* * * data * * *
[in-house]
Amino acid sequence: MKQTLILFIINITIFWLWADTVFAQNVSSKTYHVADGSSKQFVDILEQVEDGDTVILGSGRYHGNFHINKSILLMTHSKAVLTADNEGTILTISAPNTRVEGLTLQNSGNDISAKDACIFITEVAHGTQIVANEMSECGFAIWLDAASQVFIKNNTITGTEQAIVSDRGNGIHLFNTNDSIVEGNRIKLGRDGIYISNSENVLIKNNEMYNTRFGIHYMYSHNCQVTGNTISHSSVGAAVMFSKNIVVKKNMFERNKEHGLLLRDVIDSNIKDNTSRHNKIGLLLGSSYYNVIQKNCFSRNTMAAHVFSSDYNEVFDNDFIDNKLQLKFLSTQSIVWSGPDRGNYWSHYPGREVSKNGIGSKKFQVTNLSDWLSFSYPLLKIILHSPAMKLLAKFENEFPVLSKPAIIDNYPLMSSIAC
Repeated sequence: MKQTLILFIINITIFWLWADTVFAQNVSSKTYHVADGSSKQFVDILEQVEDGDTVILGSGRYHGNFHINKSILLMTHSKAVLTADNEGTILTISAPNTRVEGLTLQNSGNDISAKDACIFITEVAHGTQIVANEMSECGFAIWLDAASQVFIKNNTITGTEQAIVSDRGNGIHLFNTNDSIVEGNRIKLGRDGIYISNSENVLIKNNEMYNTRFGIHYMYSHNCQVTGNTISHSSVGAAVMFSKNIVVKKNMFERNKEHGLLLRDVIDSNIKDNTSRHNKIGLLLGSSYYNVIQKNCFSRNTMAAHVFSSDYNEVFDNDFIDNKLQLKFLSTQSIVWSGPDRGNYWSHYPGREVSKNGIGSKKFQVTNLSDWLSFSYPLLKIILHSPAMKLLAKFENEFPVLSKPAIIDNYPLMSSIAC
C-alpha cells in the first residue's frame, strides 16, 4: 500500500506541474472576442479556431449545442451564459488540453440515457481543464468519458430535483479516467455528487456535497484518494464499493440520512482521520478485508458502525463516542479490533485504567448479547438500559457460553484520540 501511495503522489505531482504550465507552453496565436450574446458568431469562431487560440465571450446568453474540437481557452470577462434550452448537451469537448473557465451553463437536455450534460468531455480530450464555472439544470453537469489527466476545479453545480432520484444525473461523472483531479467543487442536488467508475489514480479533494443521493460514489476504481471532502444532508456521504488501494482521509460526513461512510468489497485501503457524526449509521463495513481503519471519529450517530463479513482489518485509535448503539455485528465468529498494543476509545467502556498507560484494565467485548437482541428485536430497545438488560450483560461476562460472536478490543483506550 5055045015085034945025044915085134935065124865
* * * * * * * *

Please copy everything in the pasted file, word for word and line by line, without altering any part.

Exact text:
[in-house]
Amino acid sequence: MKQTLILFIINITIFWLWADTVFAQNVSSKTYHVADGSSKQFVDILEQVEDGDTVILGSGRYHGNFHINKSILLMTHSKAVLTADNEGTILTISAPNTRVEGLTLQNSGNDISAKDACIFITEVAHGTQIVANEMSECGFAIWLDAASQVFIKNNTITGTEQAIVSDRGNGIHLFNTNDSIVEGNRIKLGRDGIYISNSENVLIKNNEMYNTRFGIHYMYSHNCQVTGNTISHSSVGAAVMFSKNIVVKKNMFERNKEHGLLLRDVIDSNIKDNTSRHNKIGLLLGSSYYNVIQKNCFSRNTMAAHVFSSDYNEVFDNDFIDNKLQLKFLSTQSIVWSGPDRGNYWSHYPGREVSKNGIGSKKFQVTNLSDWLSFSYPLLKIILHSPAMKLLAKFENEFPVLSKPAIIDNYPLMSSIAC
Repeated sequence: MKQTLILFIINITIFWLWADTVFAQNVSSKTYHVADGSSKQFVDILEQVEDGDTVILGSGRYHGNFHINKSILLMTHSKAVLTADNEGTILTISAPNTRVEGLTLQNSGNDISAKDACIFITEVAHGTQIVANEMSECGFAIWLDAASQVFIKNNTITGTEQAIVSDRGNGIHLFNTNDSIVEGNRIKLGRDGIYISNSENVLIKNNEMYNTRFGIHYMYSHNCQVTGNTISHSSVGAAVMFSKNIVVKKNMFERNKEHGLLLRDVIDSNIKDNTSRHNKIGLLLGSSYYNVIQKNCFSRNTMAAHVFSSDYNEVFDNDFIDNKLQLKFLSTQSIVWSGPDRGNYWSHYPGREVSKNGIGSKKFQVTNLSDWLSFSYPLLKIILHSPAMKLLAKFENEFPVLSKPAIIDNYPLMSSIAC
C-alpha cells in the first residue's frame, strides 16, 4: 500500500506541474472576442479556431449545442451564459488540453440515457481543464468519458430535483479516467455528487456535497484518494464499493440520512482521520478485508458502525463516542479490533485504567448479547438500559457460553484520540 501511495503522489505531482504550465507552453496565436450574446458568431469562431487560440465571450446568453474540437481557452470577462434550452448537451469537448473557465451553463437536455450534460468531455480530450464555472439544470453537469489527466476545479453545480432520484444525473461523472483531479467543487442536488467508475489514480479533494443521493460514489476504481471532502444532508456521504488501494482521509460526513461512510468489497485501503457524526449509521463495513481503519471519529450517530463479513482489518485509535448503539455485528465468529498494543476509545467502556498507560484494565467485548437482541428485536430497545438488560450483560461476562460472536478490543483506550 5055045015085034945025044915085134935065124865